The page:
Globalization—it's the hot-button word of the new century.
As people all over the world become more culturally and economically connected, a backlash is developing. From Seattle to Genoa, protesters travel to every meeting of international economic institutions to denounce global markets.
What's the real story of globalization? Is it a "race to the bottom," as the critics of capitalism insist? Or a race to the top, as Tomas Larsson suggests?
Instead of debates among theoreticians and activists, it's time for some on-the-ground reporting about the effects of globalization.
Larsson, a Swedish journalist, spent ten years reporting from Bangkok. In this book he takes us to the slums of Rio, a bicycle factory in Korea, a brothel in a back corner of Thailand, and more. In all the places, he finds that the changes of the past ten years have given people tremendous opportunities. His perspective on globalization differs from those of Pat Buchanan, William Greider, or the Seattle protesters. And it's more vivid than econometric articles because it's on-the-spot reporting from all over the developing world.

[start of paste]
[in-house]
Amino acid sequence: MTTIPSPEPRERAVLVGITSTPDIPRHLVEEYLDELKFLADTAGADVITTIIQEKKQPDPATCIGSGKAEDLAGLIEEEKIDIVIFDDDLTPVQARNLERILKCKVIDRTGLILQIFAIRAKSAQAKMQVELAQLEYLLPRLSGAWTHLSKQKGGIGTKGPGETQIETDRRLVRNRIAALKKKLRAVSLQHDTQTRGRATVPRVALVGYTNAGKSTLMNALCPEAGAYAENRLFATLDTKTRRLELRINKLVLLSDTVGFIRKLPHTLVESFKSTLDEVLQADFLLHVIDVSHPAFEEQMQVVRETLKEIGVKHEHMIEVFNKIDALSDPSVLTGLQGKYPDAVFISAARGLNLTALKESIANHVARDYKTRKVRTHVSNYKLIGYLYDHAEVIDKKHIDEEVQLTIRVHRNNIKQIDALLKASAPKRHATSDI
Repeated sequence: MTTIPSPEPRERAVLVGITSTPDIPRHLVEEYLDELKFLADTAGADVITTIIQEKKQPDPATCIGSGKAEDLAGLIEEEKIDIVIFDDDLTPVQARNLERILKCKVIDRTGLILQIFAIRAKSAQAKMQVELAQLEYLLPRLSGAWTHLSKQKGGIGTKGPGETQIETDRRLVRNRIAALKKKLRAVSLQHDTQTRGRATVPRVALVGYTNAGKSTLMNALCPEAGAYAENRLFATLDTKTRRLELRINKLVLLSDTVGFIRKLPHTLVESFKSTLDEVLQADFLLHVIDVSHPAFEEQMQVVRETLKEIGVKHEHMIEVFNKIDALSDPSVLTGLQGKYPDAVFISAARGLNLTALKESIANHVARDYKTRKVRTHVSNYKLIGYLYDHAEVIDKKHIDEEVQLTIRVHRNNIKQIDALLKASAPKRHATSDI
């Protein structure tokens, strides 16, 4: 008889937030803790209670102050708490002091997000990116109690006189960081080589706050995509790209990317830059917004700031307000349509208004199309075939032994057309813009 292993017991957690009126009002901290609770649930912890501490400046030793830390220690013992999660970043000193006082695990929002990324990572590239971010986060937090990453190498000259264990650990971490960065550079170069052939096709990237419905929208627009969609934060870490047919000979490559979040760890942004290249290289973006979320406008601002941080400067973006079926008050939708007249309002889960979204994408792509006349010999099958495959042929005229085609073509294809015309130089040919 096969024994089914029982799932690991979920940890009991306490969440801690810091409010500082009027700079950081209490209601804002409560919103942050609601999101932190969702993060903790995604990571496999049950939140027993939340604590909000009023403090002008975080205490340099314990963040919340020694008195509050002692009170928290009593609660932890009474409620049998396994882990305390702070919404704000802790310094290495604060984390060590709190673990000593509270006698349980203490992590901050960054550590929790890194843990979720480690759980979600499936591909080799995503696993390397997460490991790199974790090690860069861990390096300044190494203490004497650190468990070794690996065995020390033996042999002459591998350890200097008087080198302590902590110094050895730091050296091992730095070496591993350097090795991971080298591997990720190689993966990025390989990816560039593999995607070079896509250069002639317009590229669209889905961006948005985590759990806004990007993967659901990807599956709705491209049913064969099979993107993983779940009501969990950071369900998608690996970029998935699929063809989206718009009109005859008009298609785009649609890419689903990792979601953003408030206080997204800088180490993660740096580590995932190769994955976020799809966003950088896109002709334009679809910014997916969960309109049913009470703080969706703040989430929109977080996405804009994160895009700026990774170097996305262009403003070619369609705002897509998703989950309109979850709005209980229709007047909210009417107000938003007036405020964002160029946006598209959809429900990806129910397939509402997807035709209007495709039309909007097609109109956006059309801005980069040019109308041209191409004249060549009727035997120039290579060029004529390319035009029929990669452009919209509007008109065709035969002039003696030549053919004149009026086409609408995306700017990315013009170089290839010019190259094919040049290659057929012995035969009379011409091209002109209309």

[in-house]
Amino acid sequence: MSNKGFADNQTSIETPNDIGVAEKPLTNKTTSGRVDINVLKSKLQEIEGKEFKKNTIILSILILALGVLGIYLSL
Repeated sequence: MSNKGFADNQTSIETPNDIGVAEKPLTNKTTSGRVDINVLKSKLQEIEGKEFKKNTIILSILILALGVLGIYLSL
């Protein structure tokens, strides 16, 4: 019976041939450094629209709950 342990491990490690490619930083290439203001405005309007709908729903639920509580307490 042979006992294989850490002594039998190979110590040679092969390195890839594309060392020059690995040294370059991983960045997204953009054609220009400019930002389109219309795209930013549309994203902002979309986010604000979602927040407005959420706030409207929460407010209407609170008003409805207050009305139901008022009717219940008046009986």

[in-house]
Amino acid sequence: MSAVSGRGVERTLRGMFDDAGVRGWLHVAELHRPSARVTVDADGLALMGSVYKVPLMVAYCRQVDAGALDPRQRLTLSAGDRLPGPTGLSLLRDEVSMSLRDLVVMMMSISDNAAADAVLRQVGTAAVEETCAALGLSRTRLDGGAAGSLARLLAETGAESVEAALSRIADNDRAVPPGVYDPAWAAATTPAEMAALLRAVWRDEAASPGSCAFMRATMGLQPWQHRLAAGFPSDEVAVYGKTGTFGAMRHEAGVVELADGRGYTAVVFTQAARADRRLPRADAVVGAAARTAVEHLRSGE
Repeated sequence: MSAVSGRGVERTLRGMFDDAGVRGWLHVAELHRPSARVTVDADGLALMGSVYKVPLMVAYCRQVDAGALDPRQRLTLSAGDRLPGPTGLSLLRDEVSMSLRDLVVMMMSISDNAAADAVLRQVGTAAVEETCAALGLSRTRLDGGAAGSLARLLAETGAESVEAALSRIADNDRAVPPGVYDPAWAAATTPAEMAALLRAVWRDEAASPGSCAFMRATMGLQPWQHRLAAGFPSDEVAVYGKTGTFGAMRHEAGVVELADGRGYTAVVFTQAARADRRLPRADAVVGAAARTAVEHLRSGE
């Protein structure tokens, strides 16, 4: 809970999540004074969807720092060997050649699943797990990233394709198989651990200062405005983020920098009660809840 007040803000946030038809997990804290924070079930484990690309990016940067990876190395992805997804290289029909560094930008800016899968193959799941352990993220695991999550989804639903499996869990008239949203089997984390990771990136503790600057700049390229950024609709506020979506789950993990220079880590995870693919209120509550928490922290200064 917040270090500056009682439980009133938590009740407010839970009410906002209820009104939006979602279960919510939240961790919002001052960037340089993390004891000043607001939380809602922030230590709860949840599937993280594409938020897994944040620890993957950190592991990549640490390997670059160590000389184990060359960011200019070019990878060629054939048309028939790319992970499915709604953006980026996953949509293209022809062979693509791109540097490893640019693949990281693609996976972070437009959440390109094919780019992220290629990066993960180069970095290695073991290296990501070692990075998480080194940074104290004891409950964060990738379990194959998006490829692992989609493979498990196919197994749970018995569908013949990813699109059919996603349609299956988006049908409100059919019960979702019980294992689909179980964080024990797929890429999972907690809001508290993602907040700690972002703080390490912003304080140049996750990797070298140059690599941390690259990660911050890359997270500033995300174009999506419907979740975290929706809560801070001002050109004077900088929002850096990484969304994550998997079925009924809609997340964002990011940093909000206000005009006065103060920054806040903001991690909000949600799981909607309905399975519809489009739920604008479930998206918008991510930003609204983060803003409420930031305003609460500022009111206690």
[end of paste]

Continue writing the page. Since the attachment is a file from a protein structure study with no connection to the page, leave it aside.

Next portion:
Tomas Larsson looks past the dry statistics and arid debates to examine real people around the world. He finds that, thanks to the spread of global markets, hundreds of millions of previously poor people have left poverty and misery behind them and taken their place among the global middle class. This is a book full of good news, more relevant than ever as the world's finance ministers cower behind chainlink fences, afraid to defend the economic system that is spreading wealth more broadly than ever.